“Hey. Yeah, babe. I don’t think I’m going to make it up there in time for the next competition. I know! Well, don’t be mad at me. I want to be up there. The lift is STOPPED. I can’t go anywhere. No. Seriously. It’s stopped. They just brought over a maintenance dude so I don’t think they’re going to get it moving anytime soon. (He began to get more agitated.) What do you want me to do? I can’t fix the lift. I can’t believe I’m going to miss the competition. I’m so pissed. Yeah. This is bullshit. I can’t believe this is happening. I can’t miss another competition! (Here he got really sarcastic and caustic.) Hey. I get it. You’re mad. I’ll get there when I get there. No. Seriously. What am I supposed to do? Yeah. Whatever.”

At this point, he disconnected the call, muttered under his breath a five-letter word for the woman he’d just spoken to, and started complaining to another person in line about the lift situation. He was animated, irate, and nearly ready to start a bar-level brawl with anyone who might be in charge of the lift. The lift was still not operational, and I could hear him huffing and puffing in disgust behind me. He could have been a toddler.

While he was doing this, I looked around. There we were. Healthy, fit, and privileged enough to be able to afford the not-entirely-inexpensive sport of snow skiing. It was a gorgeous, sunny, 40-degree day standing there in the unmoving line at the Zephyr lift at 9,000 feet. Everywhere I looked, there were people who were taking a day with family or friends to enjoy a fun activity in the beauty and majesty of the wintry Colorado Rockies on a nearly cloudless morning. It was a perfect day, even if the yahoo behind me couldn’t see it through the cloud of his righteous fury and the fog he had generated with his Big Bad Wolf heavy breathing.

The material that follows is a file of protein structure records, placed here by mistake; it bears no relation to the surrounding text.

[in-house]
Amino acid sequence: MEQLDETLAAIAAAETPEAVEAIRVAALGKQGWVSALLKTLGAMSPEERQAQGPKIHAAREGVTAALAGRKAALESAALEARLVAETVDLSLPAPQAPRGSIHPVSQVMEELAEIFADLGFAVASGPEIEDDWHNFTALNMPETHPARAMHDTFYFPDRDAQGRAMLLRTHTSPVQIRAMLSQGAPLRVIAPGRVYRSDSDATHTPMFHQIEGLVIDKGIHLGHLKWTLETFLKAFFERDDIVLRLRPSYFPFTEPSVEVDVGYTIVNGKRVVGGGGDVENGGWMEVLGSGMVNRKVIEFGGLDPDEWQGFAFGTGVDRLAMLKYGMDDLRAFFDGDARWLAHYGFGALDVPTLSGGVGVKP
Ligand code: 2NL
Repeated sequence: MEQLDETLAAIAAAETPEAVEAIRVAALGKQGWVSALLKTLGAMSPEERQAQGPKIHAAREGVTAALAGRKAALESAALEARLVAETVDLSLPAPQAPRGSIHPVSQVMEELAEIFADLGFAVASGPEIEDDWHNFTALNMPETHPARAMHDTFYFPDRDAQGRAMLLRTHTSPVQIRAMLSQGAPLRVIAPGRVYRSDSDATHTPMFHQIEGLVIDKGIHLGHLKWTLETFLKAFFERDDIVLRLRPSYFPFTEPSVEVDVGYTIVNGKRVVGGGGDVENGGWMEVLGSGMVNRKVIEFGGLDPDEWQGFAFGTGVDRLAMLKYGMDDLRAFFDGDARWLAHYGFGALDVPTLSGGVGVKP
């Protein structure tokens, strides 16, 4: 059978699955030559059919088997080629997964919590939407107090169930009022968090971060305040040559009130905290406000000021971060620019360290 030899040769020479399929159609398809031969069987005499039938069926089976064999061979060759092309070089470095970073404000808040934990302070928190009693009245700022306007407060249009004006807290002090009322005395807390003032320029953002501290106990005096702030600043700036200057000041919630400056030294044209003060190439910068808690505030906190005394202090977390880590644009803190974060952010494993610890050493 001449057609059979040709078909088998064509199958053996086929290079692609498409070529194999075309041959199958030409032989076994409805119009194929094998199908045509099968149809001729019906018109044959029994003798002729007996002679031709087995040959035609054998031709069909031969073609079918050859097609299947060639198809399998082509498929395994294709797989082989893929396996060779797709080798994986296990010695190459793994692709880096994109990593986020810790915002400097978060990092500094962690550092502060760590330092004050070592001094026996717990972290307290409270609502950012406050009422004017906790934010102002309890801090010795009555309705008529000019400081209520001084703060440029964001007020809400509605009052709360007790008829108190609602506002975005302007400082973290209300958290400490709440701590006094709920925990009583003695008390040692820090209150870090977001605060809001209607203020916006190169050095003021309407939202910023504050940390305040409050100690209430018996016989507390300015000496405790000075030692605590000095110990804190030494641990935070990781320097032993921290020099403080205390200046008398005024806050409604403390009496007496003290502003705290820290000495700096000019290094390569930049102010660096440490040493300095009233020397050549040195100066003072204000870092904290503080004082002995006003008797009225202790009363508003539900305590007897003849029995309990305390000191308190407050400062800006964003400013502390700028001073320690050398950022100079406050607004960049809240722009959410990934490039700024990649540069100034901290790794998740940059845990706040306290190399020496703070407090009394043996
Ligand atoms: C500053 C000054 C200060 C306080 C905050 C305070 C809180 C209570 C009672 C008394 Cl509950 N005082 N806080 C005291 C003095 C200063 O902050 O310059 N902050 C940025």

Realizing that it was silly to wait when there was another lift 50 yards away, I backed out of line and skied toward the Arrow lift, kind of happy to be leaving Mr. Grumpypants behind. The Zephyr lift did get started again, shortly before I boarded my nearby chair. On my ride up, I thought a lot about the guy behind me in that other line. It seemed like such a waste to get bent over something utterly out of his control. He was so wrapped up in his world, in his disappointment, in his annoyance, that he couldn’t even take a deep breath and enjoy the situation for what it was…a nice muscle break in between ski runs. End of story. The competition went on without him. And I’m pretty sure everyone’s world continued to spin without him there. Even his.